think she’s so weird, with her hemp clothing and her
refusal to consume dairy projects. Even Gert, the
vegetarian, who isn’t really because Karolina had
definitely seen her eating salmon at dinner last time.
It’s not as though those other kids aren’t weird
themselves, and even their parents are kind of creepy
. . . sometimes she gets the shivers when Mrs. Minoru
looks at her, and Mr. Hayes smells a little like a
hospital. Still, they must be good people, if they’re
so committed to charity, right? Like her parents.
She wonders how big Molly will be now, and if Chase
will still insist on making those disgusting jokes
every two minutes, the ones that made her so angry
when he made Nico blush. Maybe Nico had taken her
advice and switched to contacts. The poor little
thing needs all the fashion advice she can get,
really, Karolina muses . . .
She must have dozed off, because when she opens her
eyes they’re pulling through the gates of the Wilder
She smiles politely at the Wilders while her parents
say their hellos. Mr. Wilder nods gravely at her in
return, and she drifts into the room, smiling vaguely
around: almost all the guests are already present.
The door opens again, but before she turns to see the
late arrivals, Chase materializes in front of her. He
gives her the kind of dopey grin that most of the
jocks at school wear, and she flashes her own
practiced smile back.
“Hey, there, Karolina! What’s the haps?” As he
starts rambling something about “smokin’” and how it’s
a shame they only see each other once a year, somehow
segueing from that to formals and limo rides, her eyes
drift towards the doorway. Alex Wilder has come
downstairs and is speaking to
“Nico!” Wow, it seems as though Nico doesn’t need any
fashion advice after all. The clothes are a bit goth,
it’s true, but . . .
“God, you are so hot
.” She feels as though she’s
sparkling under her skin, butterflies fluttering in
her stomach. Nico’s returning smile is tentative, but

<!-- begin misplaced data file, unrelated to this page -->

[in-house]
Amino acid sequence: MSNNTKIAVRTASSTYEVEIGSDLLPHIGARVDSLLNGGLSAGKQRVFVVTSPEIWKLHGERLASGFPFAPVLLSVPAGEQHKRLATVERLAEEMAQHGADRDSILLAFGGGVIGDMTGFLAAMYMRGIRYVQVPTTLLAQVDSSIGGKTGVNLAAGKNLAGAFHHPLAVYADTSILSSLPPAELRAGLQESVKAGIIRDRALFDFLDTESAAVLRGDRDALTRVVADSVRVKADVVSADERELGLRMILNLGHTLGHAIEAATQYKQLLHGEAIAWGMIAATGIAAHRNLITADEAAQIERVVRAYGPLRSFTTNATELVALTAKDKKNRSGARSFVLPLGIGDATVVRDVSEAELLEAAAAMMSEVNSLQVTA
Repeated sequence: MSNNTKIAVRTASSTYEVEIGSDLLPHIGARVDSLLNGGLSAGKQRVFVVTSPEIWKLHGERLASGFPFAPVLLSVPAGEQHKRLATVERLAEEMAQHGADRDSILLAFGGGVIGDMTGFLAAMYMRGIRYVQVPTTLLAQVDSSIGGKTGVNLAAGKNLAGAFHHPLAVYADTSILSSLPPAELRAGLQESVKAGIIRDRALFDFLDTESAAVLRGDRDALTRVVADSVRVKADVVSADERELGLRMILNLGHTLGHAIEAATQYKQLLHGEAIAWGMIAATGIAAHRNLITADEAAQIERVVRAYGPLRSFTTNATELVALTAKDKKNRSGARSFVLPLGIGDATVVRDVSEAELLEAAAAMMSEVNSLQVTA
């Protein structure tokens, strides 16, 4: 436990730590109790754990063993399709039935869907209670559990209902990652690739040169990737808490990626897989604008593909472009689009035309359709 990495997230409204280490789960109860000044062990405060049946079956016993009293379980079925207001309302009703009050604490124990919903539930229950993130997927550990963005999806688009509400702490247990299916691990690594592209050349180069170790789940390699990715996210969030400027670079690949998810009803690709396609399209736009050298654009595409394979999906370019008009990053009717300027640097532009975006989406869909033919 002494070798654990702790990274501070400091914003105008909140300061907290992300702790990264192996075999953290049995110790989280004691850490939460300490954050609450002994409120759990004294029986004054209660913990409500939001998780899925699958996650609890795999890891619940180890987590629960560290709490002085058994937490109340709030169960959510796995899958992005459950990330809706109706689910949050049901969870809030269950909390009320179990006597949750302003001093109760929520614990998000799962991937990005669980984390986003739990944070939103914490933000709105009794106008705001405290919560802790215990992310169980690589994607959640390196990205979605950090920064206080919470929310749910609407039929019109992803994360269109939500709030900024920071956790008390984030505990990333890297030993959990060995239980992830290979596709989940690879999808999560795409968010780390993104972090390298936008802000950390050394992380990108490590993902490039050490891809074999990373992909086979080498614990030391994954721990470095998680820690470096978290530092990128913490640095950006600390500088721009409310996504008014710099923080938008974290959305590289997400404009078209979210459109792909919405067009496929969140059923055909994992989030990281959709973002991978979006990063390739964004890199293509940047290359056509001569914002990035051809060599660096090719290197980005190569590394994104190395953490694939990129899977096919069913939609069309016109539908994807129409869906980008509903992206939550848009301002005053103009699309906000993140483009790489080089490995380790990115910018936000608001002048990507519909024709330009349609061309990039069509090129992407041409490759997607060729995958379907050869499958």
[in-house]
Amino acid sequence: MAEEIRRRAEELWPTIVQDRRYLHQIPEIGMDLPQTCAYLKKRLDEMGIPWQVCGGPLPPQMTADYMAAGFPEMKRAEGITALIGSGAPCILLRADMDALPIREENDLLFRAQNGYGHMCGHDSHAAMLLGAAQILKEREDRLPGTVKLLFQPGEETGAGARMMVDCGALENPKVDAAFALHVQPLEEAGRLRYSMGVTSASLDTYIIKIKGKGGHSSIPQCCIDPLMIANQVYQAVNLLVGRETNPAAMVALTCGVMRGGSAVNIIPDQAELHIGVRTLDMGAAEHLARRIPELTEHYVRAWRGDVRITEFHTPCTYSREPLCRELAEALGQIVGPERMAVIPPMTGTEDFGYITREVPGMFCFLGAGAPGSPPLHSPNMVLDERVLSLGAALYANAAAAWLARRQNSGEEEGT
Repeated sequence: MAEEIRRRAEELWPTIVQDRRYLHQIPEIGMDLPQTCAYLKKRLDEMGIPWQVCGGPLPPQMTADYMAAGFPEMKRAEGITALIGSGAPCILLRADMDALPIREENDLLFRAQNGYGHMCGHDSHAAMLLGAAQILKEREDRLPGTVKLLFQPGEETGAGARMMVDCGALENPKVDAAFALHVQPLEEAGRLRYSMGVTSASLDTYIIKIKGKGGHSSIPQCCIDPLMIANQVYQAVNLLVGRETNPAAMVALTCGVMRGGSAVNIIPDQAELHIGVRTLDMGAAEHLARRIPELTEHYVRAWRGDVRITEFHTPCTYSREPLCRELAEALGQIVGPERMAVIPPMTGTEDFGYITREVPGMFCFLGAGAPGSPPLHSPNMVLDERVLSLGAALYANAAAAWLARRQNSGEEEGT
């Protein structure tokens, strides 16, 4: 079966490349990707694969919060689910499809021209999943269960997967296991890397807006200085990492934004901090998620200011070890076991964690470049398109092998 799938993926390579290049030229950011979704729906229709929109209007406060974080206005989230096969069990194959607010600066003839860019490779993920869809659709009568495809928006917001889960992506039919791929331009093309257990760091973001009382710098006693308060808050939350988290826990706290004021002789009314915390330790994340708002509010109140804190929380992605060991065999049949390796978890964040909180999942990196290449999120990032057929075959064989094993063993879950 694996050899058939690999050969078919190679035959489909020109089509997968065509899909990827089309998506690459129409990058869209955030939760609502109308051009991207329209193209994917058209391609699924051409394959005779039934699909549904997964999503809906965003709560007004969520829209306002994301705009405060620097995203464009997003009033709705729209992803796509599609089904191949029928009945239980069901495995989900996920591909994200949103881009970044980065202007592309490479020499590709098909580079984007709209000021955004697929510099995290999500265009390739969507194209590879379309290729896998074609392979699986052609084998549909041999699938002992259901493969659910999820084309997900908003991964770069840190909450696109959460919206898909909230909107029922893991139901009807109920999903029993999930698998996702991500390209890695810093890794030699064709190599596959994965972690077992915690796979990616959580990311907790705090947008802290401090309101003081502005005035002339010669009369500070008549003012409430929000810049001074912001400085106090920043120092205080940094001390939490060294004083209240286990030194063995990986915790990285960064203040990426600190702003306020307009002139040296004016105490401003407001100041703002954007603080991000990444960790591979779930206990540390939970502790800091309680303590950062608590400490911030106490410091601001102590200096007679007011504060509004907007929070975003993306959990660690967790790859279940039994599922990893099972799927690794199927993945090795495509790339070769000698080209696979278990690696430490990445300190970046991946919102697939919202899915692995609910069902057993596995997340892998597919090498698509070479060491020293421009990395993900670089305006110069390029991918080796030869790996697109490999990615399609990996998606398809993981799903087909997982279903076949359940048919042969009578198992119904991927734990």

blinding. She shivers and turns away as Mr. Wilder
calls for the room’s attention, managing to exchange a
blinking smile with her parents before they follow
him. Off to do their good work, whatever it is.
“Okay, will someone please
tell me what’s going on?
What did I miss down there?” She glares up from the
Twister mat. The other kids had run back from the
tunnel as though they were being chased
parents, or possibly the Hulk. There had been no
explanation, just a frantic pig-pile and lots of
swearing from Chase. Which really was not appropriate
around Molly, and she is going to make sure to tell
him so, once they both get off of her.
They all seem really . . . scared. Alex is sending
Molly away again, this time with Gert. The vague,
uneasy feeling that she’d had before grows.
The Minorus, the Wilders, all the other adults had
never looked creepier than in that strange clothing,
but to see her own happy, Hollywood hippy parents in
what looked like head-to-toe leather fetish gear . . .
what on earth could it possibly mean? What could they
have done that was so inappropriate for an
eleven-year-old to hear?
Nico takes her hand, and the butterflies are fighting
a war in her stomach, queasy nerves and something
else. The other girl’s expression is strangely
earnest, Alex looming over her shoulder as though to
protect her from whatever it is she’s about to tell
Of course, Chase shatters the moment. “Alex’s dad
just killed some chick.” She can’t have heard that
right. And the boys are off in another squabbling
match while she tries to piece it together in her
head, stuttering while Nico gently pushes her down
onto the couch. The colors in the room are whirling
too fast for distinction, black and red and beige and
blue, empty video game screens and the Nico’s wide
eyes. Alex’s dad, their parents, her parents . . .
Nico pulls away from her and stands up. Karolina’s
father is at the door, smiling as friendly as ever,
Hollywood handsome in spite of the wrinkles around his
eyes. But there are still stars exploding in front of
hers, doubling him, while she looks up and tries to
force another smile.